The Eiffel Tower and the Louvre. The Pyrenees and Chamonix. Escargot and ratatouille. Champagne and croissants and berets and baguettes. Napoleon and Simone de Beauvoir and the Hunchback of Notre Dame. Jazz bars and vineyards and lavender fields as far as the eye can see. ‘Un petit peu’ of this, ‘un petit peu’ of that. A balmy evening on the French Riviera, a morning frost on the fields of the Somme. French flags flying after the FIFA World Cup. Guillotines falling after the French Revolution. Chanel and Chandon and Versailles and Vuitton. Forget the museums; this country is a work of art.
|Departing||Trip name||Days||From EUR|
20 Aug 2022Barcelona to Berlin
Barcelona to Berlin
20 Aug 2022Europe Explorer
Barcelona to Rome
20 Aug 2022Barcelona to Venice
Barcelona to Venice
27 Aug 2022Cycle Provence
Avignon to Arles
Intrepid believes half the fun of experiencing a new country is getting there, and getting around once there! Where possible, Intrepid uses local transport options and traditional modes of transport - which usually carry less of an environmental impact, support small local operators and are heaps more fun.
Depending on which trip you're on while in France, you may find yourself travelling by:
France is one of the greatest places in the world to cycle. Whether you’re taking on a steep hill in the Pyrenees or gliding past the lavender fields of Provence, cycling in France is a true pleasure.
Travelling with Intrepid is a little bit different. We endeavour to provide travellers with an authentic experience to remember, so we try to keep accommodation as unique and traditional as possible.
When travelling with us in France you may find yourself staying in a:
Most hotels used on Intrepid tours through France are small, family-run guesthouses, so expect staircases instead of lifts and small rooms big on character.
Everyone travelling on an Intrepid trip must be fully vaccinated against COVID-19 as a condition of carriage.
All travellers are required to produce:
In all cases, you must be fully inoculated. This means you must receive the full dosage of the COVID-19 vaccine and allow enough time for immunity to take effect. Each COVID-19 vaccine has different dosages and timeframes for inoculation, so please check the relevant medical advice associated with your vaccine.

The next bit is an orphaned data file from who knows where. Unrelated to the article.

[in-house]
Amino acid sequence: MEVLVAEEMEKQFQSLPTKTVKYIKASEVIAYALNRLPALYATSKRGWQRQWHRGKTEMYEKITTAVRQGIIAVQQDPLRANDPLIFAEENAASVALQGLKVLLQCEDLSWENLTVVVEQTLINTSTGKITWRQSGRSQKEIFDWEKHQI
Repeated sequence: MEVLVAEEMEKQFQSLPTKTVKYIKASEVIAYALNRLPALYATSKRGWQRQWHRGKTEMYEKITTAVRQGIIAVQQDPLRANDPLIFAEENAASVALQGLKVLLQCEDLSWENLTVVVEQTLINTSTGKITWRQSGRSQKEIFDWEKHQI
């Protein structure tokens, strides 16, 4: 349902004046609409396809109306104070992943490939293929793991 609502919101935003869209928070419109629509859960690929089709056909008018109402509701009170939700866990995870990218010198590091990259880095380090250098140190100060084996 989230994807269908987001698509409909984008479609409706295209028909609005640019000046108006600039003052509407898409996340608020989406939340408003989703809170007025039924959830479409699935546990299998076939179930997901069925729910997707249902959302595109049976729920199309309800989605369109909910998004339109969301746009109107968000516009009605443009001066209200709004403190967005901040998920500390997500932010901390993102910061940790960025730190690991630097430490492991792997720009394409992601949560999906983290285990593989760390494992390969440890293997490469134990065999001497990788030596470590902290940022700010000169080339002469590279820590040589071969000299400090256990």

The best time to visit France depends on where you are planning to travel to.
The best time to visit Paris, in terms of sunshine and weather, is early summer and early autumn as the late summer can get quite hot. That said, the winter months are a dark albeit beautiful time to visit, like many European cities. The same applies for most of inland France.
If you’re heading to the east coast and the Mediterranean Sea, the best months are July and August as the sea breeze tends to keep the coast a little cooler than inland. There will, however, be more tourists than in the early summer or spring and autumn.
The mountains are best for skiing in February and March as the days are longer than in December and January, while the late spring, summer and early autumn are perfect for hiking.
The Atlantic areas of Brittany and Normandy are best experienced from June through August as they can get quite wet and cold outside of summer.
Yes, it is still safe to visit France, though parts of the country have been affected by various issues of late.
Over the past 5–10 years France has been targeted by extremist groups. These attacks have received widespread global coverage and while they are shocking and saddening, they are also very infrequent. France is at no more risk of extremist violence than any other Western country, but travellers should exercise caution nevertheless and keep up-to-date with local news sources.
Much has also been made of the Yellow Vests Movement, which has spread around the country. These protests began in 2018 after an increase in fuel taxes and have morphed into a movement demanding economic reform and the resignation of President Emmanuel Macron. Though the protests have turned violent on several occasions, particularly in Paris, they are also easily avoided. The protests occur on Saturdays and the streets are shut down by police – travellers should check local news sources and avoid any trouble areas on Saturdays.